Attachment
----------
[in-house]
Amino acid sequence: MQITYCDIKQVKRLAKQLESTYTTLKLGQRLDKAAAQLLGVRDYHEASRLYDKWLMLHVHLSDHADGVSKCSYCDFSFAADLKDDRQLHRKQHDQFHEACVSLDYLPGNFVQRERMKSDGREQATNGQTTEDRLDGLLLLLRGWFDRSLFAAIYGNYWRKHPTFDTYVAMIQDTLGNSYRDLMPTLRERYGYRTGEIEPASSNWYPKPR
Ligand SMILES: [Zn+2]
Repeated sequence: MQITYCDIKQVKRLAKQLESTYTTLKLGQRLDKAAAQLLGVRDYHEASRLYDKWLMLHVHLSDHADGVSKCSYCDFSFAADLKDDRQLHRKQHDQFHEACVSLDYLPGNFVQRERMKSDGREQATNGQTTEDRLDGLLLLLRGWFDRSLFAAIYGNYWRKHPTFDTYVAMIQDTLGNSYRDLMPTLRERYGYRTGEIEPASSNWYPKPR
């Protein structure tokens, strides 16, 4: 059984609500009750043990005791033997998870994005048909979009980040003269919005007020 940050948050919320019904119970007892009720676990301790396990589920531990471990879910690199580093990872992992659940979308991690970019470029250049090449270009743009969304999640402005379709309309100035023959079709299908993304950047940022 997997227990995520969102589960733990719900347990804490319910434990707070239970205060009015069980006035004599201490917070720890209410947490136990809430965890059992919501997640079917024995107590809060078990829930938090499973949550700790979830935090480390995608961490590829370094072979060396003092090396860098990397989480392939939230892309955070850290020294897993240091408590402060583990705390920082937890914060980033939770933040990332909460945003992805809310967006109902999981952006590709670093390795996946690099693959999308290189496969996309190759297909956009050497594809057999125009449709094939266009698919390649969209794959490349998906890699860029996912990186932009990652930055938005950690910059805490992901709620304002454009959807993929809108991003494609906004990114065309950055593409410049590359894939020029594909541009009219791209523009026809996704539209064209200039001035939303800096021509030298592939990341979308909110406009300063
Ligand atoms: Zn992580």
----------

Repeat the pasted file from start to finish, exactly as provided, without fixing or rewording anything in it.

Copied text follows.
[in-house]
Amino acid sequence: MQITYCDIKQVKRLAKQLESTYTTLKLGQRLDKAAAQLLGVRDYHEASRLYDKWLMLHVHLSDHADGVSKCSYCDFSFAADLKDDRQLHRKQHDQFHEACVSLDYLPGNFVQRERMKSDGREQATNGQTTEDRLDGLLLLLRGWFDRSLFAAIYGNYWRKHPTFDTYVAMIQDTLGNSYRDLMPTLRERYGYRTGEIEPASSNWYPKPR
Ligand SMILES: [Zn+2]
Repeated sequence: MQITYCDIKQVKRLAKQLESTYTTLKLGQRLDKAAAQLLGVRDYHEASRLYDKWLMLHVHLSDHADGVSKCSYCDFSFAADLKDDRQLHRKQHDQFHEACVSLDYLPGNFVQRERMKSDGREQATNGQTTEDRLDGLLLLLRGWFDRSLFAAIYGNYWRKHPTFDTYVAMIQDTLGNSYRDLMPTLRERYGYRTGEIEPASSNWYPKPR
């Protein structure tokens, strides 16, 4: 059984609500009750043990005791033997998870994005048909979009980040003269919005007020 940050948050919320019904119970007892009720676990301790396990589920531990471990879910690199580093990872992992659940979308991690970019470029250049090449270009743009969304999640402005379709309309100035023959079709299908993304950047940022 997997227990995520969102589960733990719900347990804490319910434990707070239970205060009015069980006035004599201490917070720890209410947490136990809430965890059992919501997640079917024995107590809060078990829930938090499973949550700790979830935090480390995608961490590829370094072979060396003092090396860098990397989480392939939230892309955070850290020294897993240091408590402060583990705390920082937890914060980033939770933040990332909460945003992805809310967006109902999981952006590709670093390795996946690099693959999308290189496969996309190759297909956009050497594809057999125009449709094939266009698919390649969209794959490349998906890699860029996912990186932009990652930055938005950690910059805490992901709620304002454009959807993929809108991003494609906004990114065309950055593409410049590359894939020029594909541009009219791209523009026809996704539209064209200039001035939303800096021509030298592939990341979308909110406009300063
Ligand atoms: Zn992580």